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Marc-André Hamelin was born in Montréal, Québec. An Officer of the Order of Canada, Hamelin has devoted his life to the execution and promotion of the extended piano repertoire. A virtuoso of uncommon ability, his recorded output is both daunting and a monumental contribution to musical art. Below is the transcript of our November 8, 2013 conversation with the composer-pianist Marc-André Hamelin.
EH: A pupil of Alfred Cortot, Yvonne Hubert was your teacher in Montréal. Her other students include: Louis Lortie, Janina Fialkowska, Andé Laplante, and Horowitz pupil, Ronald Turini. What was Mme. Hubert like as a person, and what was her greatest contribution to your pianistic development ?
Hamelin: As a person, I must say she was wonderful. She was not one of those teachers who was psychologically very difficult to deal with. Her help was very constructive, but she demanded a lot of you – that’s really how I felt when I was with her, from the age of eleven to seventeen, inclusively. There’s no question that she helped a lot, but there were limitations as well. The teaching was within a certain framework, and I think originality was not necessarily… encouraged (laughs). But there was a lot of attention to sound and detail.
I remember one of the very first lessons I had with her was on the Fourth Three-Part Invention of Bach, the one in D minor. At the time, I didn’t know anything about polyphony. She made me to listen to every little strand, and, of course, she was pointing out the obvious, but these things weren’t obvious to me at the time. I remember leaving the lesson completely exhausted – it’s a lot to absorb at that age – as I hadn’t developed any kind of maturity at the time, but it’s just a small example of how meticulous she was about sound. She had some very original suggestions about fingering and technique. Any one of her student can attest to – well, she sat to the right of the student – the fact that she could demonstrate right-hand passages faultlessly with her left-hand (laughs).
EH: Your piano technique and physical mechanism are the envy of piano students around the world. I must ask the question on everybody's mind: how much of this came naturally to you ? At what age did you begin thinking of the problem of piano technique and how to solve it ?
Hamelin: Yeah, that definitely can’t be answered in a paragraph or less (laughs). To be perfectly honest, I was never really aware that I had any special abilities. When you have what you have, you don’t really think about what you don’t have; you simply work with what you have. And if you’re not in someone else’s shoes, you really can’t say. I never considered myself more able than anybody because I had problems just like anybody else. When I practiced, I solved problems, like any of my fellow students. I looked at my own work, and looked ahead, with blinders, almost.
That being said, my father was a very good amateur pianist, and he had a collection of books on technique. One of the things he had was a small volume of exercises by Rudolf Ganz, in which Ganz mentions the pedagogical work of the Swiss composer, Émile-Robert Blanchet, who wrote a ton of polyphonic exercises for one-hand. These exercises were a great help for finger independence, which I acquired early on. This might have given me somewhat of an edge, a facility to be able to knock any obstacle that was in my way. Of course, there were others as well. Another book he had was a collection of Busoni exercises, which is quite unusual, but they were effective and useful.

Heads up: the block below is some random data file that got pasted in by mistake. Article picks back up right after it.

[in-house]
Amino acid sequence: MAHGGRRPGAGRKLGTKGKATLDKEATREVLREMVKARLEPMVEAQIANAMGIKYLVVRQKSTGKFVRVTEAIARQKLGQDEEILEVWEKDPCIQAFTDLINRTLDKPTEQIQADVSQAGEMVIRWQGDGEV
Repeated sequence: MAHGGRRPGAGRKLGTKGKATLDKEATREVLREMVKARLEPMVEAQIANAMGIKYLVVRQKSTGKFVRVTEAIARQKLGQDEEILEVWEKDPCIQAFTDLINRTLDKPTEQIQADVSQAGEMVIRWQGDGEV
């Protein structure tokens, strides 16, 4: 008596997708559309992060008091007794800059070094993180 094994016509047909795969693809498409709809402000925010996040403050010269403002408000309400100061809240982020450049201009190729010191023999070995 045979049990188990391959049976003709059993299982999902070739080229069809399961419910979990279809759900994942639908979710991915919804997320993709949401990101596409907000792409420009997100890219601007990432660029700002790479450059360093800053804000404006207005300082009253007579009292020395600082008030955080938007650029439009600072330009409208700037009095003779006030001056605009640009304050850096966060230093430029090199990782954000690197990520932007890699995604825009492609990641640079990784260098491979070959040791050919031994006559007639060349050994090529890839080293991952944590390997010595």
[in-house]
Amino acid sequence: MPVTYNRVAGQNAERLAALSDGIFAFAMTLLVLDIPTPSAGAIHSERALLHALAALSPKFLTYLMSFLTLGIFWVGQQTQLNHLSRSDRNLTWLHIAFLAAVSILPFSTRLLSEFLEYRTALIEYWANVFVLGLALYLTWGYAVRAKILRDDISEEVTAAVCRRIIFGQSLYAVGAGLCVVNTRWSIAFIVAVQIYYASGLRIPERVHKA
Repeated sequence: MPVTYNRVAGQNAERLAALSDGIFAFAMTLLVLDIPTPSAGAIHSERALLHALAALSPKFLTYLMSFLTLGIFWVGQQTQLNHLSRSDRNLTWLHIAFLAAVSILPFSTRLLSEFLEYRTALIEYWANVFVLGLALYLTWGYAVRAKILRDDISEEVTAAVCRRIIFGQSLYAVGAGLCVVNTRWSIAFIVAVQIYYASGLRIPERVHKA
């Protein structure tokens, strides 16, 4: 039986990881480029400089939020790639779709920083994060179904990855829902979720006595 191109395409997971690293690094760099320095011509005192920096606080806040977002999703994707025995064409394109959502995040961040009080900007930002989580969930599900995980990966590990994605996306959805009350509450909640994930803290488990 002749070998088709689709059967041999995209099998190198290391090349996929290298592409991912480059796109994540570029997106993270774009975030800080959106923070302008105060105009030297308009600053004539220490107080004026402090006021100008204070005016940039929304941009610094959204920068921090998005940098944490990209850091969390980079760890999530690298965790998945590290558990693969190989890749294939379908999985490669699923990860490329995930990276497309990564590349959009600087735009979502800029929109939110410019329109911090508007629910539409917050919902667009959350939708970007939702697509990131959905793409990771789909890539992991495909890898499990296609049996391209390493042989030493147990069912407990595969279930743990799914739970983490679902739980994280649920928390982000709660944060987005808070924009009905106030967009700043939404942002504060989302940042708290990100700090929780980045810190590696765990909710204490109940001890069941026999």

EH: At your level of proficiency and accomplishment, do you still work on matters of mechanics ? Are you, by any means, a compulsive practicer ?
Hamelin: Very rarely do I work on mechanics now. I tend to solve problems within the music itself. Now, that is my way of doing things, and I wouldn’t necessarily recommend this to anybody else; if you need to do technical exercises, you do them. The whole point of practicing is to get to know yourself, to know your weaknesses and to zero in on them and target them. It’s not really about employing anybody else’s formulas, because you really have to find what is best for you and what you need.
EH: Your recorded repertoire is amongst the largest of any living pianist and it covers a very wide spectrum. What is your process of selection ? Is there an intended purpose behind it ? And are you able to store, in the mind and in the fingers, most of these pieces after the recording sessions ?
Hamelin: No, there’s a substantial portion of my recorded repertoire that was learned for the recording sessions, and then basically forgotten. I wouldn’t say it’s the majority, but it’s a fairly good chunk of it. That should tell you, right then and there, that I don’t record for my own glory, so to speak. I mean, of course part of it is for career advancement, but more importantly, I want some of that repertoire - as much of it as possible - to remain and enter pianists’ consciousness and, hopefully, into the standard repertoire.
Whenever I record something, I always believe that it’s worthy of inclusion in the pantheon, and I would certainly like pianists to pay more attention to it. I think it’s ridiculous now, because the range of repertoire – or what’s considered ‘safe’ - is so narrow, even though there are pianists who are really trying to push the envelope. There is still a lack of attention, and there’s no reason for it. The piano repertoire is so rich, with so many wonderful things that still are not given their due.
EH: In the last two-hundred years or so, there’s been a trend veering away from the performance of contemporary works. Much of the public is not even aware that people are still writing today. Do today’s performers carry the responsibility of performing the works of their contemporaries for the well-being and future of music ?